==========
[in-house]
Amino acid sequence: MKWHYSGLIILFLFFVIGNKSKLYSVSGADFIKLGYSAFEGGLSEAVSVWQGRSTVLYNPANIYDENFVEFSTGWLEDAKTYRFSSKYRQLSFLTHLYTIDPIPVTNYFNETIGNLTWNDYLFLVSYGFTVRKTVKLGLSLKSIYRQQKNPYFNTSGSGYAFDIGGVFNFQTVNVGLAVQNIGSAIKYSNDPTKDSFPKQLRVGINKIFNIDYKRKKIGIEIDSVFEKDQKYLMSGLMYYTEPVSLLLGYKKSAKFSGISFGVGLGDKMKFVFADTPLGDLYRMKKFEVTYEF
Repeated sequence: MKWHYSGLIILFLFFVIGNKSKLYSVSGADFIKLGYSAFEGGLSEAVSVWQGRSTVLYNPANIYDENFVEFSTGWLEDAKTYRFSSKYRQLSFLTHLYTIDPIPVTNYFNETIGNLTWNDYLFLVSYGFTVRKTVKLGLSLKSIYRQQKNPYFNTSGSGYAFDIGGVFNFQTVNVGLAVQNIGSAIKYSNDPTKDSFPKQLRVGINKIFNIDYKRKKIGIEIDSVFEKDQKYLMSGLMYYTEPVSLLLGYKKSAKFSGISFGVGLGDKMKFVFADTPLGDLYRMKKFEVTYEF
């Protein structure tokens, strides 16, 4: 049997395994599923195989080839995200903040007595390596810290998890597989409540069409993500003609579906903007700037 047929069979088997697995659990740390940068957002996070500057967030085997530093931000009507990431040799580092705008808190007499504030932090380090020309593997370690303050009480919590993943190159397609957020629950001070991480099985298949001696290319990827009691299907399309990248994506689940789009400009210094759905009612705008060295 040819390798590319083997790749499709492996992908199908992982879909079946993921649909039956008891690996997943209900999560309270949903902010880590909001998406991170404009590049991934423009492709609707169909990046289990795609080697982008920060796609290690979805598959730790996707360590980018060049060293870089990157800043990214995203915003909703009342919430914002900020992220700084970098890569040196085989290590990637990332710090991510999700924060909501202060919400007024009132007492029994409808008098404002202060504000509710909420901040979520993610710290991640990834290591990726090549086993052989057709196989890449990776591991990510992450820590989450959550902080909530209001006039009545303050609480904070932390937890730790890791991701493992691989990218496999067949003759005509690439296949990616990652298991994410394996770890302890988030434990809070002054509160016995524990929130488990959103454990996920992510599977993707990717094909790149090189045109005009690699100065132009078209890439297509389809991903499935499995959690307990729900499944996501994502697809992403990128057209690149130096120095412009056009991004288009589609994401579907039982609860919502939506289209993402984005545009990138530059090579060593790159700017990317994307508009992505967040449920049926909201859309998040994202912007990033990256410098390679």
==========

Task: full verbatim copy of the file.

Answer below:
[in-house]
Amino acid sequence: MKWHYSGLIILFLFFVIGNKSKLYSVSGADFIKLGYSAFEGGLSEAVSVWQGRSTVLYNPANIYDENFVEFSTGWLEDAKTYRFSSKYRQLSFLTHLYTIDPIPVTNYFNETIGNLTWNDYLFLVSYGFTVRKTVKLGLSLKSIYRQQKNPYFNTSGSGYAFDIGGVFNFQTVNVGLAVQNIGSAIKYSNDPTKDSFPKQLRVGINKIFNIDYKRKKIGIEIDSVFEKDQKYLMSGLMYYTEPVSLLLGYKKSAKFSGISFGVGLGDKMKFVFADTPLGDLYRMKKFEVTYEF
Repeated sequence: MKWHYSGLIILFLFFVIGNKSKLYSVSGADFIKLGYSAFEGGLSEAVSVWQGRSTVLYNPANIYDENFVEFSTGWLEDAKTYRFSSKYRQLSFLTHLYTIDPIPVTNYFNETIGNLTWNDYLFLVSYGFTVRKTVKLGLSLKSIYRQQKNPYFNTSGSGYAFDIGGVFNFQTVNVGLAVQNIGSAIKYSNDPTKDSFPKQLRVGINKIFNIDYKRKKIGIEIDSVFEKDQKYLMSGLMYYTEPVSLLLGYKKSAKFSGISFGVGLGDKMKFVFADTPLGDLYRMKKFEVTYEF
């Protein structure tokens, strides 16, 4: 049997395994599923195989080839995200903040007595390596810290998890597989409540069409993500003609579906903007700037 047929069979088997697995659990740390940068957002996070500057967030085997530093931000009507990431040799580092705008808190007499504030932090380090020309593997370690303050009480919590993943190159397609957020629950001070991480099985298949001696290319990827009691299907399309990248994506689940789009400009210094759905009612705008060295 040819390798590319083997790749499709492996992908199908992982879909079946993921649909039956008891690996997943209900999560309270949903902010880590909001998406991170404009590049991934423009492709609707169909990046289990795609080697982008920060796609290690979805598959730790996707360590980018060049060293870089990157800043990214995203915003909703009342919430914002900020992220700084970098890569040196085989290590990637990332710090991510999700924060909501202060919400007024009132007492029994409808008098404002202060504000509710909420901040979520993610710290991640990834290591990726090549086993052989057709196989890449990776591991990510992450820590989450959550902080909530209001006039009545303050609480904070932390937890730790890791991701493992691989990218496999067949003759005509690439296949990616990652298991994410394996770890302890988030434990809070002054509160016995524990929130488990959103454990996920992510599977993707990717094909790149090189045109005009690699100065132009078209890439297509389809991903499935499995959690307990729900499944996501994502697809992403990128057209690149130096120095412009056009991004288009589609994401579907039982609860919502939506289209993402984005545009990138530059090579060593790159700017990317994307508009992505967040449920049926909201859309998040994202912007990033990256410098390679």